College Football and Parallels in Church Planting

 Linfield College - McMinnville, Oregon

Linfield College - McMinnville, Oregon

I am a college football fan. Always have been. My first college football game was when my family had season tickets to the Iowa Hawkeyes. I watched the Bo Schembechler-led Michigan Wolverines dismantle the Hawkeyes. For me the highlight of my sport's year is every fall when college football kicks off.

Each Saturday this fall my wife and I would visit a different college to watch football. This was a fun way to see live football every weekend, visit a new college, road trip with my wife, and explore Oregon. All of these colleges were Division II or Division III schools in smaller towns within proximity to Portland. For $10 to get in we were treated with football. I've always been partial to small colleges. Growing up in Iowa there were a couple dozen small college football programs from Division III to Division II to NAIA.

That's a far cry from major college football which pushes the limits of "amateurism" as coaches makes millions each year. In the craze of the coaching carousal we find coaches leaving smaller programs like Scott Frost leaving UCF for Nebraska. There's nothing wrong with that and kudos to him for turning around UCF from 0-12 to 12-0 in two years. That's a remarkable turnaround which means he has the coaching chops to lead a major program like Nebraska.

The trajectory of college football coaching is always to move up to bigger and better programs. Urban Meyer went from Bowling Green to Utah to Florida to now Ohio State. He's at the pinnacle of college football. In its wake smaller programs end up being merely truck stops along the way to greatness.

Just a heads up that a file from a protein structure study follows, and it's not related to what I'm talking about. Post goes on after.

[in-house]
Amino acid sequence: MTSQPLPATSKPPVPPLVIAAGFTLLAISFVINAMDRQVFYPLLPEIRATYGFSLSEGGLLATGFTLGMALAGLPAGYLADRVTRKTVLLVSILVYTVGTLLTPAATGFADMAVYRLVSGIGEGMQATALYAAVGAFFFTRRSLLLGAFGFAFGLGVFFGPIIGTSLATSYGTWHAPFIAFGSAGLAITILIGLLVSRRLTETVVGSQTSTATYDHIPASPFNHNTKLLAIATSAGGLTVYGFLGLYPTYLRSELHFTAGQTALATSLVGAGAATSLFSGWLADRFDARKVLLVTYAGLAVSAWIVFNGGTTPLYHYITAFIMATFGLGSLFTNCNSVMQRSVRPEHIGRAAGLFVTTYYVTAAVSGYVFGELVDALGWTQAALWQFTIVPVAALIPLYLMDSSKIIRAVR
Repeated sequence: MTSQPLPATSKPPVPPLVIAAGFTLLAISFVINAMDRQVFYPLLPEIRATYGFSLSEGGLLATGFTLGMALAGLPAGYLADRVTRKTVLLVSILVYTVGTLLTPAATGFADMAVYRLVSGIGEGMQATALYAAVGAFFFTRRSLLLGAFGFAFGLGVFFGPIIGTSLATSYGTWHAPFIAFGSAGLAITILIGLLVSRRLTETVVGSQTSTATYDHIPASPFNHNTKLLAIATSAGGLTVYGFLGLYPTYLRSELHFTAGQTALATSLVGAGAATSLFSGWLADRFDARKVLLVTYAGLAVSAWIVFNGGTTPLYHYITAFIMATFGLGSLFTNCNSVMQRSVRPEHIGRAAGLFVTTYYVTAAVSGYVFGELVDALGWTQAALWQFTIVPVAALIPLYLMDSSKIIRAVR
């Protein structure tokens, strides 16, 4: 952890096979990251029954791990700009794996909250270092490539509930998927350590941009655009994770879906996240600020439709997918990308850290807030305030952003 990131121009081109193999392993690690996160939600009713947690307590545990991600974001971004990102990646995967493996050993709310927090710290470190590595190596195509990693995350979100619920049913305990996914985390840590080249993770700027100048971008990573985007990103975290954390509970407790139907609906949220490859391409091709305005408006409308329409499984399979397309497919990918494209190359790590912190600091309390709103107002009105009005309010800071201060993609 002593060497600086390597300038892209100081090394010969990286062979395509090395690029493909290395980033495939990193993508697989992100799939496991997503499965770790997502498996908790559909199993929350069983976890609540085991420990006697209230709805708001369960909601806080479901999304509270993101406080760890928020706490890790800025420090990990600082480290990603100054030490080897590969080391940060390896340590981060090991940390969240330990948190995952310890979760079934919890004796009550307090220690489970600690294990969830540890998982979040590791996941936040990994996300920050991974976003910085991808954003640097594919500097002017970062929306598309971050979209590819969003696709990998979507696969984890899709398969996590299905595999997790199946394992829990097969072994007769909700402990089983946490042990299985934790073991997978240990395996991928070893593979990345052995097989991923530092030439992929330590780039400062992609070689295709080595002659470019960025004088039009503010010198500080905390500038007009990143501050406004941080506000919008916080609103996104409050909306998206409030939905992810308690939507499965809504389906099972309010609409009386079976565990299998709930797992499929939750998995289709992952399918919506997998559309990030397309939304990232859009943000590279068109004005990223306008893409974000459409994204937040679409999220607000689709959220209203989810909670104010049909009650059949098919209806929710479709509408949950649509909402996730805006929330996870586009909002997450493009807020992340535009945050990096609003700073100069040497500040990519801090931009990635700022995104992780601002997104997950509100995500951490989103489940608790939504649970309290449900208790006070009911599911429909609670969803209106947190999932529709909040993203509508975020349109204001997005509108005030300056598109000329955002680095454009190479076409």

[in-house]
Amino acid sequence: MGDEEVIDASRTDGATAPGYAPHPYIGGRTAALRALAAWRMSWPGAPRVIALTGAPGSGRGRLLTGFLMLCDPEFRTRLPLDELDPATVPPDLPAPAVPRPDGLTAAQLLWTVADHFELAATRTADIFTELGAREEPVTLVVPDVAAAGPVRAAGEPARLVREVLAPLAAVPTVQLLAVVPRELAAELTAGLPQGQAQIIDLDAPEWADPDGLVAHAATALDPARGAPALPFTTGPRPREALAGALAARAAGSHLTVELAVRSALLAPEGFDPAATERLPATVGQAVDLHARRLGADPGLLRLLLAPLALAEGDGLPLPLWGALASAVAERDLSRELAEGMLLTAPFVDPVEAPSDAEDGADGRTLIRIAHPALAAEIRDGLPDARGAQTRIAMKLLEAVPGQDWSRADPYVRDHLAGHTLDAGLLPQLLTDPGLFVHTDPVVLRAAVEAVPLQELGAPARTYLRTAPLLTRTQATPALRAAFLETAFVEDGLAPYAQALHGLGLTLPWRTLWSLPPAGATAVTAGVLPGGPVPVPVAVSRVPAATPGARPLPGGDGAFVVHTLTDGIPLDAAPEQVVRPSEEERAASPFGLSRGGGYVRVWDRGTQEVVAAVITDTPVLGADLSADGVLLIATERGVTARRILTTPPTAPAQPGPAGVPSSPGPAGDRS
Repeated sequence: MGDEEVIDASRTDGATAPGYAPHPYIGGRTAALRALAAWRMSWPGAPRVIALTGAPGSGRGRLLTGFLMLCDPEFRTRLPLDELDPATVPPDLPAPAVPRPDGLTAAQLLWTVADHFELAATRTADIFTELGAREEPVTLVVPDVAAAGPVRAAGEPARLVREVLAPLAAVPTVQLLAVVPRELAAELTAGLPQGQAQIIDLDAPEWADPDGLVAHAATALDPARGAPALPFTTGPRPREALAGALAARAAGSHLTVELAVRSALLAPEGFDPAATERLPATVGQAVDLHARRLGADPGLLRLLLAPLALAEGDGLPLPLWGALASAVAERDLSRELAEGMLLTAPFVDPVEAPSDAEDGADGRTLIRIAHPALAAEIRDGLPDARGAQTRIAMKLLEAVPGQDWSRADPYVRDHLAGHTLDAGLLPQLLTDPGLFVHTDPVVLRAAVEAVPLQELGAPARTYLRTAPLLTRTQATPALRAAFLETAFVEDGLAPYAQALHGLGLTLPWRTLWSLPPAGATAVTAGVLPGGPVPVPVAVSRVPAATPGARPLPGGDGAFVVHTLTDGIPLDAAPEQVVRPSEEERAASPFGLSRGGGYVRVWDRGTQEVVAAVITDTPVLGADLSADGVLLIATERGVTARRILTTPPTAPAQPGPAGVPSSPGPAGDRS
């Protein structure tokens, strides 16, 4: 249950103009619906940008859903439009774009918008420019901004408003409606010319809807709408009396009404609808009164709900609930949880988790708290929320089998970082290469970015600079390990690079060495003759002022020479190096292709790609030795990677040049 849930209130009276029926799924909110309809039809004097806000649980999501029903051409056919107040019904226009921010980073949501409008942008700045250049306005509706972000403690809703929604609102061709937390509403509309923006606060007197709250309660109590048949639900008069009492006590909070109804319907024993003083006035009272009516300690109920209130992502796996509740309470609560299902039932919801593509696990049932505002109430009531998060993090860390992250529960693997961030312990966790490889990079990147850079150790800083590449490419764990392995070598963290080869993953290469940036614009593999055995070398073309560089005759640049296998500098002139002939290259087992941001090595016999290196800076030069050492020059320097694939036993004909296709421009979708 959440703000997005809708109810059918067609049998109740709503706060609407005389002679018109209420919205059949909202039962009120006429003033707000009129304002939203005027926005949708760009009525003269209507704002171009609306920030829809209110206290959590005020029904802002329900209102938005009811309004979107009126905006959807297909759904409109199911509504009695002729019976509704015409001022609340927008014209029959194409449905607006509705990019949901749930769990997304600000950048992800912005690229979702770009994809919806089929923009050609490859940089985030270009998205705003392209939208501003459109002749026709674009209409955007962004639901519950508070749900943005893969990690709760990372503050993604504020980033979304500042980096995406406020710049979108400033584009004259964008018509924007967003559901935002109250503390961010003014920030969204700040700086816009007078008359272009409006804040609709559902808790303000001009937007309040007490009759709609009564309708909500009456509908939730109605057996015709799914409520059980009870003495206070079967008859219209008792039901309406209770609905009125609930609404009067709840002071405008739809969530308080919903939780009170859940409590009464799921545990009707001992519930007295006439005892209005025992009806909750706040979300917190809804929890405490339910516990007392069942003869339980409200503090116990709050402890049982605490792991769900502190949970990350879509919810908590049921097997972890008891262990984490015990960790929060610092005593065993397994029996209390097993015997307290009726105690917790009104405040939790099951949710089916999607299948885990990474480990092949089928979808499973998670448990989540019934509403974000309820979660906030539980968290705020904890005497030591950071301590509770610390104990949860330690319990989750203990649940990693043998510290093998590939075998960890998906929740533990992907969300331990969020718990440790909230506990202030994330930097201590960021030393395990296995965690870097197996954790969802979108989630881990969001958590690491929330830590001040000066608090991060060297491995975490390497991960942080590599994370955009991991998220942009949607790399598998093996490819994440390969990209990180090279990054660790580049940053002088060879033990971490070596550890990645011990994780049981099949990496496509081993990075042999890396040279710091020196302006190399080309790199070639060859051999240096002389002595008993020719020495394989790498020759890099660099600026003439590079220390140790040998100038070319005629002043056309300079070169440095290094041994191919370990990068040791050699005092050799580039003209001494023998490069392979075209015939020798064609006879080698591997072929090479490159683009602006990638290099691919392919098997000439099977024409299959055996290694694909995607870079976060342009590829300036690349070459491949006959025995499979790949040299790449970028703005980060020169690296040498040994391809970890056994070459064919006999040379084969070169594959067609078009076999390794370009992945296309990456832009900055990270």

There's nothing wrong with greatness. We should strive for it. This past Friday during my last class of Introduction to the City I told my students that most of them upon graduation will stay in the city or move to another city. Also, if you aspire to be great in your field it means you'll be in cities. If you want to be the be neurosurgeon, educator, lawyer, or politician it most often means plying your trade in larger cities. If you're remotely ambitious it means you don't stay in smaller towns. If you're an ambitious college football coach it means you're constantly moving up to bigger and more lucrative programs.

But should that be the same in church planting? Is that how we should think of church planting? The reality is that most do which is why lower income or minority communities receive little to no emphasis in church planting compared to more prominent cities or neighborhoods and districts within those cities. Even in church planting people are shocked when you say you're going to plant in a downturned neighborhood or community on the backside of the desert. Where's your ambition? Why would you throw your talents away there?

While I find nothing wrong with climbing the coaching ladder in spite of how it keeps lesser programs in flux there shouldn't be the same parallel in church planting. Yes, we need to plant churches everywhere and among everyone. The problem though is, like college football, we seem to hone in on the alluring cities and overlook the rest. Yes, this is certainly counter-intuitive to how our culture works.

But then again the nature of the gospel is counter-intuitive.